Music: Bach, Beethoven, Frank Black, Minor Threat, Ty Segall,
Film: Jane Campion, Mike Leigh, Kubrick, Tarkovsky, Kurosawa
JS: What are your interests outside of art?
NL: Anything that tries to get at the core of what we might be doing here. I love to see people suddenly finding a voice and say in the world.
JS: Is there anything else you would like to mention?
NL: Fernando Luis Alvarez Gallery will be having a lecture and panel discussion in the very near future on the painting Till We Find the Blessed Isles Where Our Friends Are Dwelling. The Panelists will include curators, politicians, myself and Fernando.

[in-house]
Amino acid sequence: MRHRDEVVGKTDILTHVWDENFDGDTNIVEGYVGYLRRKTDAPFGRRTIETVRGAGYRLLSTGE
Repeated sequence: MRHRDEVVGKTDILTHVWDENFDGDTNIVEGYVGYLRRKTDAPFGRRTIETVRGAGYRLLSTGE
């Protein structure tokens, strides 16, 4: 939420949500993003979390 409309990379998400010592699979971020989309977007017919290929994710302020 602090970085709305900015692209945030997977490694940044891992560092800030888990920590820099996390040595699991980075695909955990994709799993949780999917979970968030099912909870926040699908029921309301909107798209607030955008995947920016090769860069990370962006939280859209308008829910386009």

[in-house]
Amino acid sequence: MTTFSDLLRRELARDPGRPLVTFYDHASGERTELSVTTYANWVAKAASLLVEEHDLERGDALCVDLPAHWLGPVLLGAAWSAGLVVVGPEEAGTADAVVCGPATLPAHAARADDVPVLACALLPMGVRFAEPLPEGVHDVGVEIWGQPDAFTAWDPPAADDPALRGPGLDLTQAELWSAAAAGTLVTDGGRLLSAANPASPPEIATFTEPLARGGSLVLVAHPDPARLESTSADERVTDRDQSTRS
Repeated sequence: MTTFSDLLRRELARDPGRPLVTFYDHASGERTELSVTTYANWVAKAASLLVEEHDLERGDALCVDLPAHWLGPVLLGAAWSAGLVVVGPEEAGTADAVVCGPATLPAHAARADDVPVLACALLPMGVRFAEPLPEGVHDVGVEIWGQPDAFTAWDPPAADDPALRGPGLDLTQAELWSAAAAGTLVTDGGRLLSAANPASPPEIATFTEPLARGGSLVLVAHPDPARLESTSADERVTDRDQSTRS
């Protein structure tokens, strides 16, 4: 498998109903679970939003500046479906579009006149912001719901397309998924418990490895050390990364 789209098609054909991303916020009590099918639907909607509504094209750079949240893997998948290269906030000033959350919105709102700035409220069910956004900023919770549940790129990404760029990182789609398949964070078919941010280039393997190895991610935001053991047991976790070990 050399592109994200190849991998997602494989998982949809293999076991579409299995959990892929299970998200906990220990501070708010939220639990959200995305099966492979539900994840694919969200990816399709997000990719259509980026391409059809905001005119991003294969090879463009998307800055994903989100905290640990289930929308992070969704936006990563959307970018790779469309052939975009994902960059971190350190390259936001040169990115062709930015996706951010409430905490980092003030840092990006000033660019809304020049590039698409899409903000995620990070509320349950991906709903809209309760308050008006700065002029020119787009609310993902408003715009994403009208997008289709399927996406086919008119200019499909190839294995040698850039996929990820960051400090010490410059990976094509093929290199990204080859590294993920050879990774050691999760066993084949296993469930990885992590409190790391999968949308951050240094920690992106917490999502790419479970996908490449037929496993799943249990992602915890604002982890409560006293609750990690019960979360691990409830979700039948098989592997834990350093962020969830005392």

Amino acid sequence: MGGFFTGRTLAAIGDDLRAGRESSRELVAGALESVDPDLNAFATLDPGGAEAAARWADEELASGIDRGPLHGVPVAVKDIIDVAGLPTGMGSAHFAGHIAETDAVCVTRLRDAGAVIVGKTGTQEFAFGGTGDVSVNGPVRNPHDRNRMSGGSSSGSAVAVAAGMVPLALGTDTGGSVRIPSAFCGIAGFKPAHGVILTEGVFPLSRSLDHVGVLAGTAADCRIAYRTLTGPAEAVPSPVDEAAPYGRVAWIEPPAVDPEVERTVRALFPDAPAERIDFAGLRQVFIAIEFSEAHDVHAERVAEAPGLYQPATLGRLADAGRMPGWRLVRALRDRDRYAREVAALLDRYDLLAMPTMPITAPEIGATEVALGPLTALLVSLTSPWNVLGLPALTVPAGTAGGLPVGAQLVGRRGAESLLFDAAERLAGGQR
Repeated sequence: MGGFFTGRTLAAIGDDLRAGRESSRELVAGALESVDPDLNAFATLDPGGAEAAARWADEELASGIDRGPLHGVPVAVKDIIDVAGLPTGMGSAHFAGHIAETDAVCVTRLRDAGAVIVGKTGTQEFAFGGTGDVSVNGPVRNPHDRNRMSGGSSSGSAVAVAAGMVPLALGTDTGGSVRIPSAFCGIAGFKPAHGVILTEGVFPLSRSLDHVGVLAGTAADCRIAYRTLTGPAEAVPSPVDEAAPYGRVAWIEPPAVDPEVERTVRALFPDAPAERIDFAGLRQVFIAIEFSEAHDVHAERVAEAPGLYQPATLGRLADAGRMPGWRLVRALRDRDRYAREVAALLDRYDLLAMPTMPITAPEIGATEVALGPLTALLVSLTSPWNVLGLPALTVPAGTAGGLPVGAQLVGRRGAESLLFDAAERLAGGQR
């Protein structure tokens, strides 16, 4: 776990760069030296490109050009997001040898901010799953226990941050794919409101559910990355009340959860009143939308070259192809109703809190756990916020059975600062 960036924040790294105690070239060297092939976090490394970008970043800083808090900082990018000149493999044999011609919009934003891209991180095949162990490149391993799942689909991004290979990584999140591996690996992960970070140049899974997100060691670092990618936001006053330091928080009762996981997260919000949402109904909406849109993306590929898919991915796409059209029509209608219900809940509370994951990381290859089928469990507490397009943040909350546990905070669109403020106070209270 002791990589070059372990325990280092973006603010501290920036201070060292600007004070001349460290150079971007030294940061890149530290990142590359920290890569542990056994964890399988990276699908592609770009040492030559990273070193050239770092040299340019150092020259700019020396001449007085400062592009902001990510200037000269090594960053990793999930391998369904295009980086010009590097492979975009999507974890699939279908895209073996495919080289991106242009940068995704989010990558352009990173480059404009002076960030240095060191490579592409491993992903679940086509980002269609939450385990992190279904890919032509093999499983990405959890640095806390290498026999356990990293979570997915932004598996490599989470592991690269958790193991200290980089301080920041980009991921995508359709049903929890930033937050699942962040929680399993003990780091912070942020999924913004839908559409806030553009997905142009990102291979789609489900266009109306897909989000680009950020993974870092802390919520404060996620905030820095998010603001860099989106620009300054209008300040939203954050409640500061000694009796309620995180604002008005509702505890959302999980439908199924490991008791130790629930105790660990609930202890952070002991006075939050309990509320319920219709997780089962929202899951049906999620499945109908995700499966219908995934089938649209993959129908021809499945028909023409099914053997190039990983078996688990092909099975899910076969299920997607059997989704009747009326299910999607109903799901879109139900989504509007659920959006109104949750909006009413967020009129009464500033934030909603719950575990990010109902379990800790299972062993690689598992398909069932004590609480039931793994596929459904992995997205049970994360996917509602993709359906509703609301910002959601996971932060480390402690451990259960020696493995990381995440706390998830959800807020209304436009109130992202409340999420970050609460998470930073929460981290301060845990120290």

I have a couple of museum shows coming up. One is in Summer 2015 called Remythologies: New Inventions of Old Stories, curated by Stephen Kobasa at the Housatonic Museum in CT.
The other is a solo show in Fall 2015 at Oglethorpe University Museum of Art in Atlanta, GA, curated by Elizabeth Peterson.
Nathan Lewis: Solo Exhibition
March 14 - April 18
Fernando Luis Alvarez Gallery
96 Bedford Street, Stamford, CT 06901
Tues. - Sat.: 11 AM - 6 PM